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How to manage crisis PR if I’ve been hacked?

By comit, Wednesday, 16th June 2021 | 0 comments
Filed under: Irish Technology Sector, Public Relations, Crisis Communications.

The risk of a cyber-attack can never be 100% eliminated in a digital world, but it can be minimised and planned for. The recent cyberattack on Ireland’s Health Service Executive (HSE) has destroyed the IT systems exposing the public stakeholders and government to a higher degree of cyber threats. The fact is, both big and small businesses are at a risk, and business leaders have a responsibility to plan for the inevitable.

But what comes after the hack?

As one of Ireland’s leading tech PR agencies here are our top six crisis PR tips if your company has been hacked.

1. Understand first

Before you do anything, you need to understand the situation, the impacted people and stakeholders and ensure that you have informed all relevant authorities in a timely manner. Put a communications plan in place and get ready to communicate. Knowing your key spokespeople is critical.

2. Communicate
It’s true that if the breach has the potential of being severe, you’ll need to post a message to your corporate website but the first thing on your to-do list is to communicate directly with those who may have been impacted.

The communications team shouldn’t just be brought in just when the breach occurs - that might be too late. Organisations should ensure that their internal communication teams are aligned with the PR agency to have a clear crisis communications plan in place and strong relationships are forged with the relevant media. It might be worth reviewing the crisis communication plan every six to 12 months and update it with newer data and information as your organisation evolves and grows, and newer threats emerge.

An experienced PR agency, especially one that understands technology and the cyber-space can help with drafting a clear statement to publish and also train your spokesperson to speak on camera or radio and address the issue. Remember - do not sugar-coat anything, try and be honest and to the point.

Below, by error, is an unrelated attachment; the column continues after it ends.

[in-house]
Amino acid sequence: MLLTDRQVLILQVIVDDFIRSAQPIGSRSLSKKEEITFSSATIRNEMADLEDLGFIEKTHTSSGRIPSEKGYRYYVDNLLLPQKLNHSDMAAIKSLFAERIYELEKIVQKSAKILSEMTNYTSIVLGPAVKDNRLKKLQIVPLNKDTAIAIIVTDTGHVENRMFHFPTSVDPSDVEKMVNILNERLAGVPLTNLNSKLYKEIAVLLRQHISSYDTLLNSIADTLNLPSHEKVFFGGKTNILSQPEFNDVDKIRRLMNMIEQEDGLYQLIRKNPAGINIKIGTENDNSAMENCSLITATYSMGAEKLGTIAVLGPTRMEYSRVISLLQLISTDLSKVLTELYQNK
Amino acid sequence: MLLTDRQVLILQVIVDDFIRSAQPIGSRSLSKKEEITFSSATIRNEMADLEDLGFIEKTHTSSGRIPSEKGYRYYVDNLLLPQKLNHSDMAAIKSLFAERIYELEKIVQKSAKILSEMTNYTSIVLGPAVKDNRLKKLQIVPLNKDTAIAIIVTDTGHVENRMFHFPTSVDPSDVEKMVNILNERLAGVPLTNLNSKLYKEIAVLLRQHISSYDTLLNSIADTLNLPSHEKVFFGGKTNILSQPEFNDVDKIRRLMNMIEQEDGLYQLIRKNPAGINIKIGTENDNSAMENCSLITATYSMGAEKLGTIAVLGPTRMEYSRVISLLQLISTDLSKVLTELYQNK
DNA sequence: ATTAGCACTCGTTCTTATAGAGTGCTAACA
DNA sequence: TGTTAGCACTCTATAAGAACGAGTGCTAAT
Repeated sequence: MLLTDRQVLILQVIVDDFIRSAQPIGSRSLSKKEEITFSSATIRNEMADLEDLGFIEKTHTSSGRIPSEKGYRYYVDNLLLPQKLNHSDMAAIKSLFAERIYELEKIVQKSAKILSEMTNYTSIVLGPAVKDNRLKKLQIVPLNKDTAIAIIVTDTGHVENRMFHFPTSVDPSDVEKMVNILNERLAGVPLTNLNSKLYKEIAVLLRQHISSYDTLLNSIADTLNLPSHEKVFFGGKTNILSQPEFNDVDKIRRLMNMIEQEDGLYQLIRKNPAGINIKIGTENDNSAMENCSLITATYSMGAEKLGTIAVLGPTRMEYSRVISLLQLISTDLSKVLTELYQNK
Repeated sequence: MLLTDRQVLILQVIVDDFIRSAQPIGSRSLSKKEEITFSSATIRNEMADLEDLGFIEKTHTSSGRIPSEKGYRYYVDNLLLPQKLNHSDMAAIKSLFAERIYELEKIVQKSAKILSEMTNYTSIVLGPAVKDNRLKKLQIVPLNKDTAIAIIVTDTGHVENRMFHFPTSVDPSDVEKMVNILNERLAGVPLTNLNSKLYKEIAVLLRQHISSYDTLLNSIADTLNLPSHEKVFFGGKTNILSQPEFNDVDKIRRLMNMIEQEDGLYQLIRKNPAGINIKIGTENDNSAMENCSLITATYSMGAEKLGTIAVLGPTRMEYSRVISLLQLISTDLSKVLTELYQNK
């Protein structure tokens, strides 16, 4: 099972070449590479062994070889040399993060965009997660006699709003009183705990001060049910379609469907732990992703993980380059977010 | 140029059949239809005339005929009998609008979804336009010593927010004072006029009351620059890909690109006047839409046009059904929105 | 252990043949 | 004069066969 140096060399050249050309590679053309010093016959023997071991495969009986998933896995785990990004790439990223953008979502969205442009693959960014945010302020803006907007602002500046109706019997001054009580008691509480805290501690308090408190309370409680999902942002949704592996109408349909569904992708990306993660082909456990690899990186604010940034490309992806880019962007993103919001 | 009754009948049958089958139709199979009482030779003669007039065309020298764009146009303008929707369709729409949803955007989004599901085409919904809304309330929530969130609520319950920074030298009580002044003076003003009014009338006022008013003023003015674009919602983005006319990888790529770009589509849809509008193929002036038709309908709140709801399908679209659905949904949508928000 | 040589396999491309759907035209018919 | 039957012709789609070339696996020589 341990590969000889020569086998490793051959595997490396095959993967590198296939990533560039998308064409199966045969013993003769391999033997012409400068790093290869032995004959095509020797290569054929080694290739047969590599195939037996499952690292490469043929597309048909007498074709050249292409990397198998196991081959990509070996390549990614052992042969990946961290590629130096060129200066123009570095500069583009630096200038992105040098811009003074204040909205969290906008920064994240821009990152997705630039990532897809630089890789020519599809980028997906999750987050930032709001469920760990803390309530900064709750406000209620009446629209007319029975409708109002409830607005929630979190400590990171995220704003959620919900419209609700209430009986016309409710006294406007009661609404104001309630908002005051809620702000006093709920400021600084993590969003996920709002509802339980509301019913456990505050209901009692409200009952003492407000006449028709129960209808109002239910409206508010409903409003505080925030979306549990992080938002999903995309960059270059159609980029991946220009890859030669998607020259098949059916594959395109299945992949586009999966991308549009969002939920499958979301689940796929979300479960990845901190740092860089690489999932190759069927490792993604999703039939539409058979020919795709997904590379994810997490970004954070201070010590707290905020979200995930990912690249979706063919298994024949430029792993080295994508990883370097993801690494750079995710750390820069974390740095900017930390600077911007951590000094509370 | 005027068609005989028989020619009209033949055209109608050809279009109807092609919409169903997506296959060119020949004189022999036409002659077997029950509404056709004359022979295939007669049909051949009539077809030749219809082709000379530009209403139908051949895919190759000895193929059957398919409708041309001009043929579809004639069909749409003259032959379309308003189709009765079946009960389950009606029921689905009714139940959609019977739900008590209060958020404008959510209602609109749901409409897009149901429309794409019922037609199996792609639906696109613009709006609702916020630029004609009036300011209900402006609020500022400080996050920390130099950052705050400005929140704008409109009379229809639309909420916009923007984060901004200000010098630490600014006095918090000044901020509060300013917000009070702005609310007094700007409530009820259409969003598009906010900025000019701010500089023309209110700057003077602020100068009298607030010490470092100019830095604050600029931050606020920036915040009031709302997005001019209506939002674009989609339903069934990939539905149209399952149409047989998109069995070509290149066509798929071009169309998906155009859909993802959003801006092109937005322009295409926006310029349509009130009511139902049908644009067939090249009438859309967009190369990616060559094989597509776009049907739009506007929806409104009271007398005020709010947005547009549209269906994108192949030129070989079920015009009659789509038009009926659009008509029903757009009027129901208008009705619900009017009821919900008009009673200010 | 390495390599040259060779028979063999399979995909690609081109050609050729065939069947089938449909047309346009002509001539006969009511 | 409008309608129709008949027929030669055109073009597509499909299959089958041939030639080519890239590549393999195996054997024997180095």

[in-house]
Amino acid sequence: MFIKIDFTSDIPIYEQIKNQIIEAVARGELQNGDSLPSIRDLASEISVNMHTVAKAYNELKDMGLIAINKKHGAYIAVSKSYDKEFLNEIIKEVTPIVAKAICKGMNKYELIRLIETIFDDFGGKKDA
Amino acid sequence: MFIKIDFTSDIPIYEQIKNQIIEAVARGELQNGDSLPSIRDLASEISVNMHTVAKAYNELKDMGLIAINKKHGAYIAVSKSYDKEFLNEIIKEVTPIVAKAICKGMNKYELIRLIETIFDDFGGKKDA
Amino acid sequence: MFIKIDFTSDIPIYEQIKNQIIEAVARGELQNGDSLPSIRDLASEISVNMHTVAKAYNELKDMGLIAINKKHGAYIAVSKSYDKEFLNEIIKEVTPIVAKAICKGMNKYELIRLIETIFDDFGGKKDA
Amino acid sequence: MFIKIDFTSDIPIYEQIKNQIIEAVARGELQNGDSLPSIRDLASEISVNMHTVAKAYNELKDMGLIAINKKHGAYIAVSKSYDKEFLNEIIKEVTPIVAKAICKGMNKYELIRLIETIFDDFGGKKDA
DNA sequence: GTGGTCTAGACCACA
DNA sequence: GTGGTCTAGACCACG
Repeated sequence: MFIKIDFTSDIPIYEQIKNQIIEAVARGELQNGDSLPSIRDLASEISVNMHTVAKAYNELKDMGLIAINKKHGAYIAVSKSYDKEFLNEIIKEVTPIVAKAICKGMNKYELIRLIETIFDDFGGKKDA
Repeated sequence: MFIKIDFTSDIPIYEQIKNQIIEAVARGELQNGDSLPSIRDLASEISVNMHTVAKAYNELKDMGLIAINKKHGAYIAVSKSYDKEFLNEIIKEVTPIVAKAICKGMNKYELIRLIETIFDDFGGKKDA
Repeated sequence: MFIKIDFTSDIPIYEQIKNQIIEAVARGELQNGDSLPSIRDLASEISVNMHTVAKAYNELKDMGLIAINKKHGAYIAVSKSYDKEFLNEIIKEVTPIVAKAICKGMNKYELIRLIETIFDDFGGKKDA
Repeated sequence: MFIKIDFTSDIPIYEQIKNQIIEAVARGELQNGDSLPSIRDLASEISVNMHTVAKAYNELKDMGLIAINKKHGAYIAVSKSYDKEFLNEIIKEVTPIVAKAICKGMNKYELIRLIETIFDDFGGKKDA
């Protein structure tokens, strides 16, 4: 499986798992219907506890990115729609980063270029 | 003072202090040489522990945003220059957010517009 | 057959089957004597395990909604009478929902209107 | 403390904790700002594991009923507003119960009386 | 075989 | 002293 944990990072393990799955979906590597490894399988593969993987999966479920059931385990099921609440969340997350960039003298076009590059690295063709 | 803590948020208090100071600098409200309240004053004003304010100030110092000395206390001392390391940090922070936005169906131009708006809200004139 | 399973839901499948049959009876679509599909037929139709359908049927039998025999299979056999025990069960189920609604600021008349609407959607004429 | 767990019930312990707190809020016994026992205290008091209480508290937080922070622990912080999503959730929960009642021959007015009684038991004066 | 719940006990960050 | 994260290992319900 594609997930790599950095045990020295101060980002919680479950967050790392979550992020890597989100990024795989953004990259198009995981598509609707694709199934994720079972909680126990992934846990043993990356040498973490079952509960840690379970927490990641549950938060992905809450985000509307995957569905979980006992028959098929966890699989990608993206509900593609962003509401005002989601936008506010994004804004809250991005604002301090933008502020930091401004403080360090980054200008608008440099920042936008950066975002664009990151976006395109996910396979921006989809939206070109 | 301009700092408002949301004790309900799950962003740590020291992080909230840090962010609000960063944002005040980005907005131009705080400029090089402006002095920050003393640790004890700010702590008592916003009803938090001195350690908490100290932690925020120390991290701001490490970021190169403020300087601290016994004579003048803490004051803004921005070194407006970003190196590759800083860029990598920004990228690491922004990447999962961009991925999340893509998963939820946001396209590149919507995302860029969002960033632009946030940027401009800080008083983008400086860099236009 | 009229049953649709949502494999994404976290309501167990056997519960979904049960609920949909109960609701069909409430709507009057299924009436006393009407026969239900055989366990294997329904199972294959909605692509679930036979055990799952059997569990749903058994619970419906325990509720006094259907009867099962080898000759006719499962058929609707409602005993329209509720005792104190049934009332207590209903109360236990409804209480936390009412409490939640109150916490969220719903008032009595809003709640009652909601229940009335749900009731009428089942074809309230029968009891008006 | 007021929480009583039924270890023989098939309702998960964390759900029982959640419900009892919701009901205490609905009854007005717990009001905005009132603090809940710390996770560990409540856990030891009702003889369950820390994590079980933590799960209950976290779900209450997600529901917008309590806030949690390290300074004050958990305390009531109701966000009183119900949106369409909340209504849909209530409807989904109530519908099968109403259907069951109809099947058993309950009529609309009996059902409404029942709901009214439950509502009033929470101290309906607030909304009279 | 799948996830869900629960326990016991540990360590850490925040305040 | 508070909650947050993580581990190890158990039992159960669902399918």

3. Draft and publish an official PR statement
Don’t assume that having addressed relevant authorities over broadcast or television will do the job. Follow-it up with an official statement on your website and social media channels. If there are any journalists who directly reached out to you or published a story about the data breach, make sure you send this statement to them over an email.

We are living in a digital world and that comes with its own set of challenges. Bad news travels faster than good news, so ensure you populate your social media with the same consistent messaging. If the cyber-attack is as serious as the one on the HSE, it might be useful to even host an informative webinar where you invite the key stakeholders from the media and have an open discussion about the steps, you’re taking to salvage the situation. 

4. Let the PR spokesperson take charge

When crisis strikes, you will want someone who is calm, media-trained, and familiar with the company while talking to stakeholders and media. It is important that your spokesperson understands the severity of the attack and does not make uninformed comments in the media. PR agencies are well equipped to help with media training and are always the right people to lean on during a crisis.


5. Use social media
It might be hard to constantly update the website and send out an email blast each time you have some new information to share. Social media platforms are a great way to quickly summarise and keep your followers informed.

If the hack has garnered enough media attention, then the media and bloggers will be reporting on it. These articles might end up getting indexed on Google. To avoid a bad online reputation, you might want to take some help from your social media team in shaping a positive narrative that shows you are quick to think on your feet and you really care.

Bear in mind, you might be in a bad place now, but you’ll be appreciated and remembered if you have a good crisis communication plan.

6. Learn from your mistakes
In a hyper connected world like ours mistakes end up getting more attention that we would like them to. But it is not unusual to go wrong sometimes. However, learning from what went wrong is important. It might be helpful to sit down with the IT leadership team and figure out the gaps in the organisation and ways in which you can upgrade your security solutions. A complete audit of the IT infrastructure could prevent future hacks.

Why not contact a tech focussed PR agency like Comit today to help you with your crisis communications plan and discover how we can support your business goals.

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